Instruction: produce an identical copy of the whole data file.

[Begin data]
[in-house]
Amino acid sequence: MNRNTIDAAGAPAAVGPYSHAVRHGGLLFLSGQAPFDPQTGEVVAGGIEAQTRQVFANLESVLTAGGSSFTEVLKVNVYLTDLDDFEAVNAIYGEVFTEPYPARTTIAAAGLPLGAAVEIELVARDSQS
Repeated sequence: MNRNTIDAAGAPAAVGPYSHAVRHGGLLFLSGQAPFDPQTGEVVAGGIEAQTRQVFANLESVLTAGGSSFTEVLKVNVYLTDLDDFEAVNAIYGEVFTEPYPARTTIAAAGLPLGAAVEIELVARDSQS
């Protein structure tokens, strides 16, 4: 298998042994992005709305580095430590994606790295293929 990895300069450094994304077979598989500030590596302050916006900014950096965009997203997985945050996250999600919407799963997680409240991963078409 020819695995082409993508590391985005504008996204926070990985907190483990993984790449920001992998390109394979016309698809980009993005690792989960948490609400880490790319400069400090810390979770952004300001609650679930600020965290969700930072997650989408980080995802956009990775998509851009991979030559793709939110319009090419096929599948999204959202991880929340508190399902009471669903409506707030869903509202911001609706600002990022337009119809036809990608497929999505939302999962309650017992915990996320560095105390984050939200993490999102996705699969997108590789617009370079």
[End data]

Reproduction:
[in-house]
Amino acid sequence: MNRNTIDAAGAPAAVGPYSHAVRHGGLLFLSGQAPFDPQTGEVVAGGIEAQTRQVFANLESVLTAGGSSFTEVLKVNVYLTDLDDFEAVNAIYGEVFTEPYPARTTIAAAGLPLGAAVEIELVARDSQS
Repeated sequence: MNRNTIDAAGAPAAVGPYSHAVRHGGLLFLSGQAPFDPQTGEVVAGGIEAQTRQVFANLESVLTAGGSSFTEVLKVNVYLTDLDDFEAVNAIYGEVFTEPYPARTTIAAAGLPLGAAVEIELVARDSQS
């Protein structure tokens, strides 16, 4: 298998042994992005709305580095430590994606790295293929 990895300069450094994304077979598989500030590596302050916006900014950096965009997203997985945050996250999600919407799963997680409240991963078409 020819695995082409993508590391985005504008996204926070990985907190483990993984790449920001992998390109394979016309698809980009993005690792989960948490609400880490790319400069400090810390979770952004300001609650679930600020965290969700930072997650989408980080995802956009990775998509851009991979030559793709939110319009090419096929599948999204959202991880929340508190399902009471669903409506707030869903509202911001609706600002990022337009119809036809990608497929999505939302999962309650017992915990996320560095105390984050939200993490999102996705699969997108590789617009370079």